Are you part of this boys club?
Most people in the US are aware that Angelina Jolie was diagnosed and treated for breast cancer. But can you tell me what Robert DeNiro, Warren Buffet, California Governor Jerry Brown, Rudy Guliani, Hall-of-Famers Len Dawson and Julius Erving, Chi Chi Rodriguez, Colin Powell, Michal Milken, Joe Torre, Arnold Palmer, Bob Dole and John Kerry-to name just a few-have in common? These high-profile individuals as well as more than 200,000 additional Americans every year are told they have prostate cancer. The American Cancer Society estimates that nearly 30,000 men will succumb to this disease this year.
Prostate cancer is unique in that if you live long enough, you are likely to ultimately develop the disease. By age 80, autopsy studies show that 80% of men will have the disease. Due to its being a disease that becomes more common with advanced age, prostate cancer is more prevalent than breast cancer (ACS estimates that 1 in 7 men develop prostate cancer and 1 in 8 women develop breast cancer). For many years, despite the huge prevalence of the disease, prostate cancer received very little press.
It was not so long ago that prostate cancer was a taboo topic. People with prostate cancer would usually suffer immensely. Surgical techniques were not perfected and medications that helped treat the disease were not available. Some of the more widespread treatments such as surgical castration were not common topics of discussion.
However, over the last 30 years, the treatment of prostate cancer has come a long way. These successes have stirred a huge amount of interest in this disease. Most communities have prostate cancer support groups where men who have been afflicted with this disease are able to discuss their concerns with one another. It is OK to discuss your disease with other patients who are in a similar situation, and many find this very helpful. The first of these advances was at Johns Hopkins, where the surgical technique was refined with the mapping of the nerve supply to the penis. Nerve sparing techniques led to preservation of erectile function in large numbers of patients. Robotic technology has further refined the radical surgery, minimizing hospitalization, recovery time and the size of the incisions.
Radiation therapy has also undergone significant refinements. IMRT is now the most common form of ration therapy for prostate cancer. It is associated with a good outcome, acceptable complication rates, and is appealing to patients due to its non-invasive nature. Cryotherapy is another minimally invasive technique of treatment for many patients with prostate cancer. This technology as well has undergone numerous modifications since it was first described resulting in excellent cure rates and minimal complications. Cyberknife therapy is the newest technology, with little long-term data supporting its use, but it is being advertised extensively in those communities that possess the technology.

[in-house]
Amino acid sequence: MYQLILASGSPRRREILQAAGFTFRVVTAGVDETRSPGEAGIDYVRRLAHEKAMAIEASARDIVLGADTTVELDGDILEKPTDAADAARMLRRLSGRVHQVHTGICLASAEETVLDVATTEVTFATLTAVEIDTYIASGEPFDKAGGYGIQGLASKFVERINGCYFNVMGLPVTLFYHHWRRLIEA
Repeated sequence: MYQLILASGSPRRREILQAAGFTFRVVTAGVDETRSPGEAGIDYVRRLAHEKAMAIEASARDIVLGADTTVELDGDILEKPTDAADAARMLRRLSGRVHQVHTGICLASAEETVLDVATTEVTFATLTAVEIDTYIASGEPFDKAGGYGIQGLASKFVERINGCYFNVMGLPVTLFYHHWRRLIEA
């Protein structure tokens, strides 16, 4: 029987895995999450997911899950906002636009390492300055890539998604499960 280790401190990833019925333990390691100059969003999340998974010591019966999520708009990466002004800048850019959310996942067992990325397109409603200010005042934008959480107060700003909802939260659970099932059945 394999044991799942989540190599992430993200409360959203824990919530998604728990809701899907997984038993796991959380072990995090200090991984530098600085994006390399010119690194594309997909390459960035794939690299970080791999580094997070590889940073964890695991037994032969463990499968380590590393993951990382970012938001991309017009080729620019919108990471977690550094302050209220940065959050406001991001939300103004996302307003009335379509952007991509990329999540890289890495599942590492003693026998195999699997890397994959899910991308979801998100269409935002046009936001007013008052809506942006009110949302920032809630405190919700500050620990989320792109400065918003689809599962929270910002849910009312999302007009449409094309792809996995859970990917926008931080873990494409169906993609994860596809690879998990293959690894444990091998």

In addition to the advances that were mentioned above, there are numerous new medications that are being utilized for those patients who have advanced disease. There are now 2 new pills that are available to patients with advanced disease. Not long ago, there was little to offer the patients that had metastatic prostate cancer, but in 2014, there are several different options for treating these patients. Despite having metastatic disease and not being curable, these treatments are able to prolong life in many patients. Some of these drugs are revolutionary as they involve manipulation of the immune system.
Despite all the advances that have been made, much of the interest in prostate cancer has occurred for perhaps the wrong reason. The recommendation made by the USPSTF regarding PSA testing is extremely controversial. A "D" rating was assigned to this test, yet many feel there is evidence that the test in not deserving of this adverse rating. To date, there is nothing more effective for helping urologists diagnose disease. The American Urological Association is promoting a bill on Capital Hill that if passed would make the task forces process a more transparent one. This task force was able to render a decision on prostate cancer, despite not having Urologist, medical oncologist or radiation oncologist on the committee. The Urological community is very optimistic that this bill will be passed.
Prostate cancer does not discriminate on the basis of political party and has affected both sides of the aisle. Senator Tom Coburn (R-Okla) who is stepping down at the end of this session has been found to have a recurrence of his prostate cancer. It is ironic that it has been reported (Politico) that his ObamaCare insurance that he was obligated to use since he is a member of the senate, does not cover his cancer specialist. Senator Ron Wyden (D-Ore) has also undergone surgery for prostate cancer. We hope that this bill gains bipartisan support and I encourage you to reach out to your representatives.
Celebrity deaths attributable to prostate cancer also bring additional attention to this disease. Merv Griffin, Bill Bixby, Steve Ross, Telly Salvalas, Frank Zappa and Dan Fogelberg have all had premature tragic deaths from prostate cancer. This disease can certainly lead to death, and this fact makes the task force decision even more difficult to understand.
Jay Motola, MD, is a board-certified urologist and attending physician, Department of Urology, Mount Sinai West, and Assistant Professor of Urology, Icahn School of Medicine at Mount Sinai. Dr. Motola is a summa cum laude, Phi Beta Kappa graduate of Boston University, and earned his medical degree at the State University of New York at Stony Brook.